Bassel Shahade, a Syracuse University graduate film student and Syrian native, was killed in the Homs massacre in Syria this spring, while working as a citizen journalist and filmmaker. Syracuse University commemorated him on October 10 with a memorial service, a panel about the situation in Syria and a benefit concert.
The panel included Malek Jandali, a Syrian musician and activist, and Rami Khouri, a Palestinian-Jordanian journalist who is a U.S. citizen. Jandali and Khouri, along with the two other panelists, spoke of Shahade’s work and shared their views on the uprisings across the Middle East over the last eighteen months.
Khouri said that Shahade was special not because he was extraordinary, but because he was an ordinary person.
“He reflected the ordinary sentiments of millions of people across the Arab world, and billions across the entire world, who just wanted to live a normal life,” he said.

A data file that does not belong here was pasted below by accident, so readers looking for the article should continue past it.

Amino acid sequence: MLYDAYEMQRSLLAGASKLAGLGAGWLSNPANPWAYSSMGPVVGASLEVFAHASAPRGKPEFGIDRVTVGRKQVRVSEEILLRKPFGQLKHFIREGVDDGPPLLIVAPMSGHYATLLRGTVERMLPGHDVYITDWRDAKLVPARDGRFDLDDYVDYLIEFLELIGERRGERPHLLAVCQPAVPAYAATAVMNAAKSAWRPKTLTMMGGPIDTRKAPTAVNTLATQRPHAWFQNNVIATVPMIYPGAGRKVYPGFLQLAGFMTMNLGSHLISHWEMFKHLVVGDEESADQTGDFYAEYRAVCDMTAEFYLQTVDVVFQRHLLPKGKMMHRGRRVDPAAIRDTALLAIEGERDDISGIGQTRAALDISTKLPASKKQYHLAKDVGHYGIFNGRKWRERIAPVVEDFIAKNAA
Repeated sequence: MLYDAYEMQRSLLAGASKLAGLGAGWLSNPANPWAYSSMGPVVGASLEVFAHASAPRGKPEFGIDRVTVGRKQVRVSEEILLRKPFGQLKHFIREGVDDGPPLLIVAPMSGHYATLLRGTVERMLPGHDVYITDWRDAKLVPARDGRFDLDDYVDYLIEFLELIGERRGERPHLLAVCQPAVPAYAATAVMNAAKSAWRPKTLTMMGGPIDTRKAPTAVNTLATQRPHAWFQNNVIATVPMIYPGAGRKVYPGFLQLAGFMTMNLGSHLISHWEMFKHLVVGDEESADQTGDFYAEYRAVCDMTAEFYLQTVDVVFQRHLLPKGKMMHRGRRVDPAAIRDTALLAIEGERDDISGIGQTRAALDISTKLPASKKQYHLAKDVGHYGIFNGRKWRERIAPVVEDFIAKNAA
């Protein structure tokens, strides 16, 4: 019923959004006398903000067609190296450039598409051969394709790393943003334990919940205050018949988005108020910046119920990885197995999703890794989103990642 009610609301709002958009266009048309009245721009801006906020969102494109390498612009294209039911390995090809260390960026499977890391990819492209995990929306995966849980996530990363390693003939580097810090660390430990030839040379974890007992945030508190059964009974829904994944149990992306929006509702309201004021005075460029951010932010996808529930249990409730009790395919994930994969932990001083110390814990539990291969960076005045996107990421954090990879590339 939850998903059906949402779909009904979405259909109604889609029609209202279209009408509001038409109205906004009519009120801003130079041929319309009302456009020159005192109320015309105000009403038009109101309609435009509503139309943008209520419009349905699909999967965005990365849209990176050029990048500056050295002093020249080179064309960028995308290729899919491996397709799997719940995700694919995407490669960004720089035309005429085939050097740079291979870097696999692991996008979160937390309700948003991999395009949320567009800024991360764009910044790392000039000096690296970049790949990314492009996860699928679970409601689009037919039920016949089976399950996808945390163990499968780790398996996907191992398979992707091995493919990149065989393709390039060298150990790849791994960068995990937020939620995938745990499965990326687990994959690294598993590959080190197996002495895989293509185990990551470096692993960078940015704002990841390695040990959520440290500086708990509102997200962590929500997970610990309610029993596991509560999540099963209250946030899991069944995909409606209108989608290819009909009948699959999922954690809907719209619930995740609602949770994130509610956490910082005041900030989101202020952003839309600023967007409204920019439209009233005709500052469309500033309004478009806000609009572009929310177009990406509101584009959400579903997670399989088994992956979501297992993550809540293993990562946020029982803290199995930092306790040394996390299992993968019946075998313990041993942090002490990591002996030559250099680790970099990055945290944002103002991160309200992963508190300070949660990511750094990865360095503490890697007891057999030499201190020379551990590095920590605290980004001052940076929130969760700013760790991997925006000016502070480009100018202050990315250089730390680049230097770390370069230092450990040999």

Jandali said he believed the current situation in Syria could not be considered a war, because war involves two armies. Rather, he considers it terrorism. He asked the audience to imagine what it would be like if President Barack Obama ordered the U.S. army to bomb Syracuse.
“Imagine an F-16 coming and bombing this building,” he said. “What can you do?”
Khouri said he believes the world will eventually have to intervene in Syria.
“We learned in Rwanda, we learned in Kosovo, that you can’t stay aside very long,” he said.
Although Khouri did not know Shahade, he said that he must have learned a great deal during his time in Syracuse.
“The knowledge that he gained was both knowledge about technical issues, like the depth of field of a lens, but also deeper issues about the depth of human commitment to liberty,” he said, “and the depth of the power of the human heart.”
The panelists noted that Shahade used his craft as a filmmaker to tell the story of the millions of people in the Middle East who, like him, wanted social justice and freedom.